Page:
Seventh: Persons who are notorious for inventing spurious traditions. Learned divines are of opinion that the traditions related by persons of the first three classes should be accepted as true, according to their respective merits, and also that traditions related by persons coming under the three last classes should be, at once, entirely rejected; and that the traditions related by persons of the fourth class, should be passed over unnoticed so long as the narrator remained unknown

Causes of Difference among Traditions

We should not be justified in concluding that whenever a difference is met with in traditions, these latter are nothing more than so many mere inventions and fabrications of the narrators, since, besides the fabrication of hadis, there are also other natural causes which might occasion such differences; and we shall now consider those natural causes which produce such variety among hadis.

(1) A misunderstanding of the real sense of the saying of the Prophet.

(2) Difference of the opinions of two narrators in understanding the true sense of the Prophet's saying.

(8) Inability to enunciate clearly the sense of the Prophet's saying.

(4) Failure of memory on the part of the narrator -- in consequence of which he either left out some portion or portions of the Prophet's saying, or mixed up together the meanings of two different hadis.

(5) Explanation of any portion of the hadis given by the narrator, with the intention of its being easily understood by the party hearing it, but unfortunately mistaken by the latter for an actual portion of the hadis itself.

(6) Quotations of certain of the Prophet's words by the narrator, for the purpose of supporting his own narration, while the hearers of the narration erroneously took the whole of it as being the Prophet's own words.

(7) Traditions borrowed from the Jews erroneously taken to be the words of the Prophet, and the difference existing between such Jewish traditions was thus transferred to those of the Muhammadans. The stories of ancient persons and early prophets, with which our histories and commentaries are filled, are all derived from these sources.

(8) The difference which is naturally caused in the continual transmission of a tradition by oral communication, as it has been in the case of traditions having miracles for their subject-matter.

(9) The various states and circumstances in which the different narrators saw the Prophet.

Apocryphal Hadis

There exists no doubt respecting the circumstance of certain persons having fabricated some hadis in the Prophet's name. Those who perpetrated so impudent a forgery were men of the following descriptions : - 

(1) Persons desirous of introducing some praiseworthy custom among the public, forged hadis in order to secure success. Such fabrication is restricted exclusively to those hadis which treat of the advantages and benefits which reading the Qur'an and praying procure to any one, both in this world and the next; which show how reciting passages from the Qur'an cures every disease, etc.: the real object of such frauds being to lead the public into the habit of reading the Qur'an and of praying. According to our religion, the perpetrators of such frauds, or of any others, stand in the list of sinners.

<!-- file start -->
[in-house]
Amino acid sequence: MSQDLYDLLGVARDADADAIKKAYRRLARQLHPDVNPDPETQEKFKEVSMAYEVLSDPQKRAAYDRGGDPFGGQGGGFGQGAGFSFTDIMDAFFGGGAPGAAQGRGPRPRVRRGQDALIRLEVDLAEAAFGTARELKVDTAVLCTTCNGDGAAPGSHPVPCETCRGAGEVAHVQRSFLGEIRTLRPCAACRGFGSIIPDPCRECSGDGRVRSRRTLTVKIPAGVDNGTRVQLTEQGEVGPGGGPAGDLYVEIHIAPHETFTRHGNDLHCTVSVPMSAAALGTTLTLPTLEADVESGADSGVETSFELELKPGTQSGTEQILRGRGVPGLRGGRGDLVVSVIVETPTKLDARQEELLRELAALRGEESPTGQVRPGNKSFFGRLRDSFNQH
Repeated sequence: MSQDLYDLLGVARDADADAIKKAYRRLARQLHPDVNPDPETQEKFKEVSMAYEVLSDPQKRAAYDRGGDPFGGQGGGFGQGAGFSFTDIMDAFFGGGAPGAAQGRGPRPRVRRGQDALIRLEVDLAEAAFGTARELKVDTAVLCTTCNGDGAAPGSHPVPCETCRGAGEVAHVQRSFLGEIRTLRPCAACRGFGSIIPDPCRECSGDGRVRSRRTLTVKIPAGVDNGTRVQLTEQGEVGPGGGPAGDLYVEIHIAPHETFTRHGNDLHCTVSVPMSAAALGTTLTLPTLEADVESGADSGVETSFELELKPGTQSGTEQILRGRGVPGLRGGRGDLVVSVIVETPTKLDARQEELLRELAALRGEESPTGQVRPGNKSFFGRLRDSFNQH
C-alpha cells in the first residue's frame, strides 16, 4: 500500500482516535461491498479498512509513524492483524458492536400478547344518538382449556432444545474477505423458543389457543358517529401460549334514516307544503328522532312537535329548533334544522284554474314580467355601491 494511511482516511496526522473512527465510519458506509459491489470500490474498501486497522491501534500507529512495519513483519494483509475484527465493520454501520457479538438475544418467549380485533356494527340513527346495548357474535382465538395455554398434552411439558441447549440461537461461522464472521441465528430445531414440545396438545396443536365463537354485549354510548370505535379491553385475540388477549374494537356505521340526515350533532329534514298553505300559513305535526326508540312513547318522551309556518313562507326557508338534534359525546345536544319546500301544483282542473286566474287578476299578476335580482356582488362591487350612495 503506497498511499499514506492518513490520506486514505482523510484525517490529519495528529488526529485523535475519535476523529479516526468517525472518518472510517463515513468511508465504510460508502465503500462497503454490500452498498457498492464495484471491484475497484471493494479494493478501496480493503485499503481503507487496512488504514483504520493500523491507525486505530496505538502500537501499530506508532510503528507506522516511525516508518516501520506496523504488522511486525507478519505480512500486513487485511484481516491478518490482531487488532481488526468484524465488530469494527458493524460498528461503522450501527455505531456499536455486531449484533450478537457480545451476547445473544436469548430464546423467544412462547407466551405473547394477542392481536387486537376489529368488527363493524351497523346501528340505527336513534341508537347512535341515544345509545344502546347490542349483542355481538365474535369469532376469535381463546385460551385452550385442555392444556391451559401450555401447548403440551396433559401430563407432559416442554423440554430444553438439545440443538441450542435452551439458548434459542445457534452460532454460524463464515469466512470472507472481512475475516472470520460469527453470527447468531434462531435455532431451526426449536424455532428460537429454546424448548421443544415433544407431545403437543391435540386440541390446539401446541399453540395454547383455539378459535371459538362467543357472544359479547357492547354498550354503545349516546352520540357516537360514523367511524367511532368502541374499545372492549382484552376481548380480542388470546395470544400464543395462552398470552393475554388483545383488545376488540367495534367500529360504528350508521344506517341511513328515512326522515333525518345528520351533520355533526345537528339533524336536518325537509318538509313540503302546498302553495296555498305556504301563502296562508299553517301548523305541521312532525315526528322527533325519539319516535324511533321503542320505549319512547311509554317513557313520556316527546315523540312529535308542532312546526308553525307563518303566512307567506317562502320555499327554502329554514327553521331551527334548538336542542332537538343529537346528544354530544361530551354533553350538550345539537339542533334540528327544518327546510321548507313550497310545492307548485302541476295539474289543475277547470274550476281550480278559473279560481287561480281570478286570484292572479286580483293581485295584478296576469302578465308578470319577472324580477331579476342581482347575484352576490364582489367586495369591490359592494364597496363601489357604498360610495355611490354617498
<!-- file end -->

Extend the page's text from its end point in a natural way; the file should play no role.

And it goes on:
(2) Preachers, with a view of collecting large congregations around them, and of amusing their hearers, invented many traditions, such traditions being only those which describe the state and condition of paradise and of hell, as well as the state and condition of the soul after death, etc., in order to awaken the fear of God's wrath and the hope of salvation.

(3) Those persons who made alterations in the religion of the Prophet, and who, urged by their prejudices, carried the same to extremes, and who, for the purpose of successfully confronting their controversial antagonists, forged such traditions in order to favour their own interested views.

(4) Unbelievers who maliciously coined and circulated spurious hadis. Learned men, however, have greatly exerted themselves in order to discover such fabricated traditions, and have written many works upon the subject, laying down rules for ascertaining false traditions and for distinguishing them from genuine ones.

The modes of procedure were as follows: Such persons examined the very words employed in such traditions, as well as their style of composition; they compared the contents of each hadis with the commands and injunctions contained in the Qur'an, with those religious doctrines and dogmas that have been deduced from the Qur'an, and with those hadis which have been proved to be genuine; they investigated the nature of the import of such traditions, as to whether it was unreasonable, improbable, or impossible.

It will, therefore, be evident that the hadis considered as genuine by Muhammadans must indispensably possess the following characters: The narrator must have plainly and distinctly mentioned that such and such a thing was either said or done by the Prophet; the chain of narrators from the last link up to the Prophet, must be unbroken; the subject related must have come under the actual ken of its first narrators; every one of the narrators, from the last up to the

Prophet, must have been persons conspicuous for their piety, virtue, and honesty; every narrator must have received more than one hadis from the narrator immediately preceding him; every one of the narrators must be conspicuous for his learning, so that he might be safely presumed to be competent both to understand correctly, and faithfully deliver to others, the sense of the tradition; the import of the tradition must not be contrary to the injunctions contained in the